21st CSH deploys to New Orleans
Story by Sgt. Joel F. Gibson
13th COSCOM Public Affairs Office
Soldiers of the 21st Combat Support Hospital, 1st Medical Brigade, 13th Corps Support Command, deployed to New Orleans to provide emergency Level III healthcare to civilian and military personnel in support of the repopulation efforts in the wake of Hurricane Katrina from October 10 to November 14.
The 21st CSH took over operations being conducted by the 14th CSH out of Fort Benning, Georgia.
The mission of the CSH became essential because Charity Hospital, which had served the impoverished of New Orleans for more than 70 years prior to the storm, was damaged beyond repair by Hurricane Katrina.
The 21st took over the responsibility of providing emergency care to those previously served by Charity Hospital.
The orders to deploy actually came at a time when the 21st was already gearing up to go into a field environment.
"We had originally been scheduled to go to Fort McCoy, Wisc., to train for our wartime mission, which will primarily be detainee healthcare," said Col. Jeff Clark, commanding officer of the 21st.
Clark continued,"Two weeks before we were supposed to go to McCoy, we came down on orders to replace the 14th CSH in New Orleans."
The 14th CSH originally set up operations at the New Orleans International Airport, then moved to the Ernest N. Memorial Convention Center in downtown New Orleans.
"[The 14th] left their equipment, we fell in on their equipment and took over their mission," said Clark.
Clark said one of the greatest opportunities this deployment provided was an opportunity to become familiar with the medical professionals the 21st will be working with during their upcoming deployment in support of Operation Iraqi Freedom.
The medical professionals deploying with the 21st are part of PROFIS, or Professional Filler System, these personnel include but are not limited to: laboratory technicians, x-ray technicians, doctors and nurses who can augment a deploying unit from almost any other installation, said Clark.
Clark continued,"[Our PROFIS augmentees] arrived on a Friday, we left the following Monday, and started medical care that Wednesday."
"Sixty-seven of the PROFIS personnel who are scheduled to deploy with [the 21st] in the spring, were with us in New Orleans," said Clark, "You can imagine how great an opportunity it was to form a team, form friendships and eat meals together."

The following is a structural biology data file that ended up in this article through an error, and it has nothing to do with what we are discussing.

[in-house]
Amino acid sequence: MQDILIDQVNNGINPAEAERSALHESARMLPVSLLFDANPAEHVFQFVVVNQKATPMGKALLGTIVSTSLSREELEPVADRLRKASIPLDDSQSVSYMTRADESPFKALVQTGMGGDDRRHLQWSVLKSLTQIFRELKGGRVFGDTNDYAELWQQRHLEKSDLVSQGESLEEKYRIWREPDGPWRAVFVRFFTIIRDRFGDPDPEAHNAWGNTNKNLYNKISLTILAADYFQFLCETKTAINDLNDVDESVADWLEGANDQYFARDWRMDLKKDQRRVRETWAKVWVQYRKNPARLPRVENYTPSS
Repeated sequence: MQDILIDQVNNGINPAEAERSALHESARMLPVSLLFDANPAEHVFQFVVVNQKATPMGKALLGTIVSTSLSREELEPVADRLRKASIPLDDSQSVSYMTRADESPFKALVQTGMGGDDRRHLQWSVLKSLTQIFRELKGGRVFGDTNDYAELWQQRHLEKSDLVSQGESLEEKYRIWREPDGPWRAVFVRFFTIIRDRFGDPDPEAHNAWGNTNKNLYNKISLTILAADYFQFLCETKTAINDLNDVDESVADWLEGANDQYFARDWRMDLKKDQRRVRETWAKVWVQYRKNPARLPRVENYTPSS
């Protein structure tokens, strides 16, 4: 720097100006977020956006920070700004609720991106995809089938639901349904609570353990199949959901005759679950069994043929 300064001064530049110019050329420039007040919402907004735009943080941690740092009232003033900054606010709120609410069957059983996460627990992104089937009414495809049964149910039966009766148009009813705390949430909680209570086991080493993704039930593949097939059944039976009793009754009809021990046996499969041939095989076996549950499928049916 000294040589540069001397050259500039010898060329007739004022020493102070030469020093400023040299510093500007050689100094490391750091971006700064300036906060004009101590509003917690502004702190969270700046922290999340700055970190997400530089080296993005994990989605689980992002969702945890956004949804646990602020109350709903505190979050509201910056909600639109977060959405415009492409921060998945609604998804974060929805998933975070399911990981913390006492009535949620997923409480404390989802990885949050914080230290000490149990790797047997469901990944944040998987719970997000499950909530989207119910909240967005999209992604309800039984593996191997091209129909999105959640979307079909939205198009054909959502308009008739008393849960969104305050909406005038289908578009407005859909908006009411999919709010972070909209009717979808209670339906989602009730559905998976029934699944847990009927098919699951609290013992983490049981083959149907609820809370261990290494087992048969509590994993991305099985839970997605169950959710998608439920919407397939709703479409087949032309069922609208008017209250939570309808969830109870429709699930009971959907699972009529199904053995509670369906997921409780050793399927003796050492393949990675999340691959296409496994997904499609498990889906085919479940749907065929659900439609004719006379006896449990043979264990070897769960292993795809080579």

Working in the convention center, away from the disaster areas, some of the Soldiers of the 21st had the opportunity to be reminded why they were in New Orleans.
"We had the opportunity to have Soldiers take tours of the devastated areas of New Orleans," said Clark, "They got a better appreciation of what the people of New Orleans had been through."
TF 21's final accomplishment will be its most enduring, said Maj. Tim Bergeron, JOB TITLE MONDAY.
FEMA-purchased US Air Force EMEDS tents had allowed the Charity Hospital staff to continue to provide medical care.
This small tent complex, "The Spirit of Charity," was located in a parking lot.
It lacked reliable power, winter was approaching, and although staffed by an extremely dedicated and talented group of clinicians, they were not accustomed to providing health care in tents, said Bergeron.
Bergeron continued,"as the 21st moved out of the convention center on November 11 and 12, the Spirit of Charity would move in."
Soldiers of the 21st and Air Force National Guard experts in providing "world-class care in a tent", had the Spirit of Charity (Emergency Room, Intensive Care Unit, holding beds, lab, CT scan) fully operational in the convention center by mid day on November 13, concluded Bergeron.
The 21st addressed issues most deployed units have to face at some point in time.
"We consider Soldier well-being one of our essential tasks," said Clark.
Spc. Michael Melby, a mechanic with the 21st said, "Morale was very high, helping American citizens and setting up the Spirit of Charity were the two most rewarding aspects of the deployment."
"The skills and cohesion developed while serving our fellow Americans will pay huge dividends for the 21st CSH as it prepares and deploys to OIF 4-5," said Bergeron.
LT. Col. John J. Faillace, chief of orthopedic services at Darnall Army Community Hospital, and 1st Lt. Kyle E. Parks, a physical therapist at DACH, treat an injured civilian in a field hospital in downtown New Orleans, during the 21st CSH's deployment to aid Hurricane Katrina victims. Photo by Sgt. Joel F. Gibson, 13th COSCOM PAO